| Roller Derby History|
Leo Seltzer dreamed up the Roller Derby in 1935. With the help of sportswriter Damon Runyan, Seltzer created rules for the derby (which changed according to the audience's reaction to them) and gave birth to a new form of entertainment for Depression-era America.
Originally Roller Derbies were endurance races. Teams would race for hours over thousands of miles on an oval track, and players would sleep on cots in the arena after races, relishing their $25-a-week paycheck. Hitting wasn't allowed yet, but players with "signature moves," and gimmicks like mother-son and husband-wife teammates, helped the sport gain momentum.
Roller Derby's big break came on November 29, 1948 when the Derby was televised nationally by CBS. Soon entire families were watching, and the sport's major players were becoming household names.
Bay City Bombers star Joanie Weston (known as The Blonde Amazon) was to '60s Roller Derby what Hulk Hogan was to professional wrestling in the '80s. Her celebrity helped take the sport to a new level of popularity, and it was her death in 1997 that helped get the in-line wheels turning for today's World Skating League.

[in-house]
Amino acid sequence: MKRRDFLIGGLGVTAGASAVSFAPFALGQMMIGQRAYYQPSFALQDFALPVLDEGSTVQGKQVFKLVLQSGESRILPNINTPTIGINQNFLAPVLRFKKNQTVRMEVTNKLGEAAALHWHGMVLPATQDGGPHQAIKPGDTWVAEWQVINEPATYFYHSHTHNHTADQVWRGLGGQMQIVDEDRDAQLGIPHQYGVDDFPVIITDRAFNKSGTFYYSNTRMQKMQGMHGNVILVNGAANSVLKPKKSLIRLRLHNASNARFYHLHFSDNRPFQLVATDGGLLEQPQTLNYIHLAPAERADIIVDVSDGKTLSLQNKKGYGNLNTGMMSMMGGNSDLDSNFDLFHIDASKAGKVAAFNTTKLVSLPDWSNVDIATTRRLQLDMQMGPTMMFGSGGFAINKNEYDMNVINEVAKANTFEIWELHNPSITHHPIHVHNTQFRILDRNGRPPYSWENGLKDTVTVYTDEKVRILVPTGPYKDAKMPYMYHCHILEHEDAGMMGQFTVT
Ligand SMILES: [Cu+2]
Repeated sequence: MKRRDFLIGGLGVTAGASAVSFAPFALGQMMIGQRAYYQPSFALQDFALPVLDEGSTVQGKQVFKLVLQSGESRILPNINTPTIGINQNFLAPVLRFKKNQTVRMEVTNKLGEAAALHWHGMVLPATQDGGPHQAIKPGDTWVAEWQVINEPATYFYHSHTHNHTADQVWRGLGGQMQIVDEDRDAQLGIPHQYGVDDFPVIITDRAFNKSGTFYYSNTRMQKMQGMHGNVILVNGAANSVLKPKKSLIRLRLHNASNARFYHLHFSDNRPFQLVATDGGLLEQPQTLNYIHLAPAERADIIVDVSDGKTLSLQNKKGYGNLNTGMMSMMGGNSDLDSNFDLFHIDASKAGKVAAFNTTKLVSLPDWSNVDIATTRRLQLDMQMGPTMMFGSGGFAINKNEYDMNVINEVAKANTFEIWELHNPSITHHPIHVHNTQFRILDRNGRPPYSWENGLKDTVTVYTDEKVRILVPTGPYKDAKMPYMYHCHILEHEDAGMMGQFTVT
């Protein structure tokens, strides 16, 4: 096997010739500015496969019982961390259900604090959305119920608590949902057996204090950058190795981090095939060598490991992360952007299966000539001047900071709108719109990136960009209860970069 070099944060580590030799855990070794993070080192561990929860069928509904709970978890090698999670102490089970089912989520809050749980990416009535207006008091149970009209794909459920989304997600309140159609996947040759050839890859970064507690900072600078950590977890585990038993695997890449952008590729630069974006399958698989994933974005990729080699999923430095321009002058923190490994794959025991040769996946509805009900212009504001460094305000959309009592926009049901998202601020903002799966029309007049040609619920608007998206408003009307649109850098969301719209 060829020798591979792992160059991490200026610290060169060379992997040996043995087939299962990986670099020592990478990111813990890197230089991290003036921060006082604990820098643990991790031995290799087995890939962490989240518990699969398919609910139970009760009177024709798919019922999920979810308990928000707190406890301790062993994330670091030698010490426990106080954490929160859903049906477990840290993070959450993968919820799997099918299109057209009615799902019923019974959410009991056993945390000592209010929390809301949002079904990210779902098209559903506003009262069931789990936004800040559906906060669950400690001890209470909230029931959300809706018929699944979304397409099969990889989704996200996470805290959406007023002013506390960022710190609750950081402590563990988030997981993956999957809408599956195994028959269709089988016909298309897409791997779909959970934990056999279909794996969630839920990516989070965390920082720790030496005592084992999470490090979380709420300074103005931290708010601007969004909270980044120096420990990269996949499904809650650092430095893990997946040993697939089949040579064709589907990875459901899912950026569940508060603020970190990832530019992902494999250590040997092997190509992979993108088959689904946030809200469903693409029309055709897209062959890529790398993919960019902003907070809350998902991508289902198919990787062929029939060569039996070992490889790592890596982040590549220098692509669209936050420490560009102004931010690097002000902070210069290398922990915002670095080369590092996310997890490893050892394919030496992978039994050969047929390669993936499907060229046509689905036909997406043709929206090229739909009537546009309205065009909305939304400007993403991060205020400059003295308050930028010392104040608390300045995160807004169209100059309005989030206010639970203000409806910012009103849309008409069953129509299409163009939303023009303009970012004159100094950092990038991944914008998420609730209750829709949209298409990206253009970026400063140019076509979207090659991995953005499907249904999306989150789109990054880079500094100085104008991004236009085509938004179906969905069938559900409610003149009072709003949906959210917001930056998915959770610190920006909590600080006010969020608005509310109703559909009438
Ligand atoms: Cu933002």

RollerJam producer Stephen Land and business partner Ross Bagwell began the pitching the idea after reading a New York Times article about Weston's death. The league has since signed a television deal with TNN to show the games once on Friday night and a replay of them on Saturday afternoon at 5 p.m., and has inked advertising deals with Gillette and AT&T. The result is RollerJam, television's first look at Roller Derby in 25 years.